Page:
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President Obama jobs bill fails to pass Senate

President Obama and others expected Republicans to vote against the jobs bill but Obama says, 'we can't take 'no' for an answer.'

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Obama's plan would combine Social Security payroll tax cuts for workers and businesses and other tax relief totaling about $270 billion with $175 billion in new spending on roads, school repairs and other infrastructure, as well as unemployment assistance and help to local governments to avoid layoffs of teachers, firefighters and police officers.

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Obama said that the plan — more than half the size of his 2009 economic stimulus measure — would be an insurance policy against a double-dip recession and that continued economic intervention was essential given slower-than-hoped job growth.

"Right now, our economy needs a jolt," Obama said. "Right now."

Unlike the 2009 legislation, the current plan would be paid for with a 5.6 percent surcharge on income exceeding $1 million. That would be expected to raise about $450 billion over the coming decade.

That millionaires proposal would hit about 392,000 households, according to an analysis by the Tax Policy Center, a Washington think tank. In 2013, the first year the tax would take effect, those wealthy households would see their taxes increase by an average of $110,500, according to the analysis.

"Democrats' sole proposal is to keep doing what hasn't worked — along with a massive tax hike that we know won't create jobs," Senate Minority Leader Mitch McConnell said Tuesday, saying there are 1.5 million fewer jobs than when Obama's 2009 economic package became law. "Why on earth would you support an approach that we already know won't work?" McConnell said.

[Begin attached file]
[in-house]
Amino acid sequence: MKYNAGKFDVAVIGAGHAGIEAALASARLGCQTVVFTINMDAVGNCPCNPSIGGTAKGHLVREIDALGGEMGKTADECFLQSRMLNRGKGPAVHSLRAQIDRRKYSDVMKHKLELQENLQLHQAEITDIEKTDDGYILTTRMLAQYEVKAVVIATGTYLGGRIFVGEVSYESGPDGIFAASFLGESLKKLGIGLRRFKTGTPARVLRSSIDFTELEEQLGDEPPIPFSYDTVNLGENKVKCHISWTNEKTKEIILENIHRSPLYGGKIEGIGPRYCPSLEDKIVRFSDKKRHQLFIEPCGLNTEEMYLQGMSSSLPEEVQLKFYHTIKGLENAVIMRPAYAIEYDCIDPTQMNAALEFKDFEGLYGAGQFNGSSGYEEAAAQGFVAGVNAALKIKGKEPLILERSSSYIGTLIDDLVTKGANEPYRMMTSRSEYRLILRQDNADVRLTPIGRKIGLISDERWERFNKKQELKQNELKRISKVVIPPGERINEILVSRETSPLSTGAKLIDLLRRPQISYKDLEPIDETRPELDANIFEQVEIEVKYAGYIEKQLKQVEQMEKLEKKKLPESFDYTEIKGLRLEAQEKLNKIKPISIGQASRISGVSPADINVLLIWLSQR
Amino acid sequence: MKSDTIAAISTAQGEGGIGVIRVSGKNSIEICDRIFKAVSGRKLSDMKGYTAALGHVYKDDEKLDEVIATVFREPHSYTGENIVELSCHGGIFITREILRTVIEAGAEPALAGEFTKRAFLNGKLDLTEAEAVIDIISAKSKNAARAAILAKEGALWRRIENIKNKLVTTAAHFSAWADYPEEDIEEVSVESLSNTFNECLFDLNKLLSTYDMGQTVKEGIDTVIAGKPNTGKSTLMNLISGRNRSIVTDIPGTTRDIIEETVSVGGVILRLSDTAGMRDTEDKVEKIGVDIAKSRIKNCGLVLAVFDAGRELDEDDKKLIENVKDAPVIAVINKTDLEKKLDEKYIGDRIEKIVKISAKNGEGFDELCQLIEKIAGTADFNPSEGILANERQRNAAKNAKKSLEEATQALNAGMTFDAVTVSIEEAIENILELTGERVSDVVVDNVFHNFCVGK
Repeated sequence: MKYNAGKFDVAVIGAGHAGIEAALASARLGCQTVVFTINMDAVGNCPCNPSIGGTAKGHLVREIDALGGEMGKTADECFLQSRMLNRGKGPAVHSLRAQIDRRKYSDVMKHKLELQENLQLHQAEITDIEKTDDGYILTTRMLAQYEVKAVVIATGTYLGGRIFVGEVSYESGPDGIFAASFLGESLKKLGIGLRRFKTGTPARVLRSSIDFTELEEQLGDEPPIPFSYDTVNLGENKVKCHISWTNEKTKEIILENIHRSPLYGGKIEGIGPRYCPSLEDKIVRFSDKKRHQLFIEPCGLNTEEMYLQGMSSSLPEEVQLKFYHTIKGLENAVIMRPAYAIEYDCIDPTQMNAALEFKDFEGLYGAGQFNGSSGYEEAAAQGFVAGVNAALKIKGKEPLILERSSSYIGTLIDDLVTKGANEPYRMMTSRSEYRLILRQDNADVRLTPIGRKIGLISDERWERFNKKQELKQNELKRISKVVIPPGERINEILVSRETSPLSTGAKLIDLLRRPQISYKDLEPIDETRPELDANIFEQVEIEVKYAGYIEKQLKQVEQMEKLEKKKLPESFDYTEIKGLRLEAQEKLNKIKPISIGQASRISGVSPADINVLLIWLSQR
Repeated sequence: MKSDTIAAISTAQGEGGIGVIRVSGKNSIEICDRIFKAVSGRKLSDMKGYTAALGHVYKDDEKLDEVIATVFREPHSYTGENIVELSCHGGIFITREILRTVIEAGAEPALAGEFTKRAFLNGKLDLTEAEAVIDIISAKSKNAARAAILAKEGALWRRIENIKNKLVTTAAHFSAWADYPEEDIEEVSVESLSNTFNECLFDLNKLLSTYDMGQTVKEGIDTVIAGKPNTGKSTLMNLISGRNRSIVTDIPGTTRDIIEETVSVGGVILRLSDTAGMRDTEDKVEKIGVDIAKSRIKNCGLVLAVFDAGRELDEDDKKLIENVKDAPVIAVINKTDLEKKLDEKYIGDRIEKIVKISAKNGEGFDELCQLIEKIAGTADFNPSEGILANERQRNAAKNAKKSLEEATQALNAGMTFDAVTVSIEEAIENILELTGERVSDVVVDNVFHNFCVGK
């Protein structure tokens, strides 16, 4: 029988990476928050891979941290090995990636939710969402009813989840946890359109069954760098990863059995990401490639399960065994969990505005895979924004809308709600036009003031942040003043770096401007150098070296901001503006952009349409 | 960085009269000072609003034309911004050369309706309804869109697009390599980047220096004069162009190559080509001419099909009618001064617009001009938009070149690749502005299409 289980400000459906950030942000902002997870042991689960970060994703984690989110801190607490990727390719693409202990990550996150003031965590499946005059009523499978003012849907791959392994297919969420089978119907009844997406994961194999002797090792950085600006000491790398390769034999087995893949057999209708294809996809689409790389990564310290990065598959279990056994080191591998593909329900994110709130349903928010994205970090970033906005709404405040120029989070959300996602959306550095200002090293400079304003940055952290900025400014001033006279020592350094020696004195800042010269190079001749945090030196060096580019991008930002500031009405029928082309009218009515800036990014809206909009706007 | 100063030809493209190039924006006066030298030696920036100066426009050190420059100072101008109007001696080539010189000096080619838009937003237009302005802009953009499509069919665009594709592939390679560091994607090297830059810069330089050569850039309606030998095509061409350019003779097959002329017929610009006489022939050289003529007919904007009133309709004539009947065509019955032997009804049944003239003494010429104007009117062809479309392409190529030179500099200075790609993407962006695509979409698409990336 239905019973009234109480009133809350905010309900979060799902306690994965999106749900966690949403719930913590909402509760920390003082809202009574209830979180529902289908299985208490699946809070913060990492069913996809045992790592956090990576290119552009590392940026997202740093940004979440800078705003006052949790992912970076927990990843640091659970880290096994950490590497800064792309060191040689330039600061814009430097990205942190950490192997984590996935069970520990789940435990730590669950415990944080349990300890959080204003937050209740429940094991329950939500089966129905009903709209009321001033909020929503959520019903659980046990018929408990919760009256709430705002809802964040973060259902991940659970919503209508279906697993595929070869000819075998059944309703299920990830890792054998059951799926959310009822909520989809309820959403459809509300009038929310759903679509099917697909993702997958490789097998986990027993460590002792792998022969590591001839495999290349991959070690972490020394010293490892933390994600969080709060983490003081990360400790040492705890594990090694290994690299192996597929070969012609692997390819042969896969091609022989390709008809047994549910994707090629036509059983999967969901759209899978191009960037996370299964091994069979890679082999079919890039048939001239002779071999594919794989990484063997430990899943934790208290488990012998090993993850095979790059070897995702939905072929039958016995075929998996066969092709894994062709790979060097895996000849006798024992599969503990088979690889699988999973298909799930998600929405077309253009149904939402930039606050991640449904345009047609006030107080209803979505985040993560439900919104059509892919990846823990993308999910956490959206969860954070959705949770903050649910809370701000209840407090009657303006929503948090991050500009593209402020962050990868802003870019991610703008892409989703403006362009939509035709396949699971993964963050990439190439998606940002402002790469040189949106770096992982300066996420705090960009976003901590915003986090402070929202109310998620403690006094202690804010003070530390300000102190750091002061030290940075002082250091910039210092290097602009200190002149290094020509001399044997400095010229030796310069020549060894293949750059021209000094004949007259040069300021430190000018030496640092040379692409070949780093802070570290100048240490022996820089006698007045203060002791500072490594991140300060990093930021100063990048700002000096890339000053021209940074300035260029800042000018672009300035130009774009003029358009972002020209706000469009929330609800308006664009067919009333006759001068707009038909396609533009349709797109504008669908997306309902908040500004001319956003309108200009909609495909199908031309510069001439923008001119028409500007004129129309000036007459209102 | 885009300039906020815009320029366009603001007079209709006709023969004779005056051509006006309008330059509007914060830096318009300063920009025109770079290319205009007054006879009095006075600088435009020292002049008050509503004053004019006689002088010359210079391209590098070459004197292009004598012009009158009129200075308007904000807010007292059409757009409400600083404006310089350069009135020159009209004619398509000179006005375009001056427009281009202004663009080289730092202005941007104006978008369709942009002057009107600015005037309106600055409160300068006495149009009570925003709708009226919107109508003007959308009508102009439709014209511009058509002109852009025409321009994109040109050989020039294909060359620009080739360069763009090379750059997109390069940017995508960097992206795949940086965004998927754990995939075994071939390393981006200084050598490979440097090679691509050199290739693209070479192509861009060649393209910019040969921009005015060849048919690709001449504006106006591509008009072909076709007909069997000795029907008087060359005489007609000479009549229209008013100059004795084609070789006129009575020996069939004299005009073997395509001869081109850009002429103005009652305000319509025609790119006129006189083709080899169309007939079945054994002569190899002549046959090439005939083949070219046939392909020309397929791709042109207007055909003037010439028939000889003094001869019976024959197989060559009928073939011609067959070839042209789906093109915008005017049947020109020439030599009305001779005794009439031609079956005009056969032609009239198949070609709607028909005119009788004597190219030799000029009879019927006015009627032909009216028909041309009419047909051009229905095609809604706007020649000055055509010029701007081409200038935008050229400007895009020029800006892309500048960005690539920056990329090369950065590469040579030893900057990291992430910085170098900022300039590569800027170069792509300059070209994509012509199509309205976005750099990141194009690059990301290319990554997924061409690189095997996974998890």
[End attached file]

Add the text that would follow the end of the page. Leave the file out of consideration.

Just before the vote on Obama's jobs plan, the Senate passed legislation aimed at punishing China for keeping its currency undervalued against the dollar. Lower-valued currency helps Chinese exports at the expense, bill supporters say, of American jobs.

Next, both the House and Senate will turn Wednesday to approving trade agreements with Colombia, Panama and South Korea that could create tens of thousands of jobs, one of the few areas of agreement between Republicans and the administration on boosting the economy.

In coming weeks and months, Democrats promise further votes on jobs. But it remains to be seen how much of that effort will involve more campaign-stoked battles with Republicans and how much will include seeking common ground in hopes of passing legislation.

Leaders of the Republican-controlled House of Representatives have signaled they support tax cuts for small businesses and may be willing to accept an extension of cuts to the Social Security payroll tax. But stimulus-style spending is a nonstarter with House Republicans.

Tuesday's vote played out as disaffected crowds continued to occupy Wall Street, a square in Washington and parts of other cities around the country in protest of income inequality and related issues.

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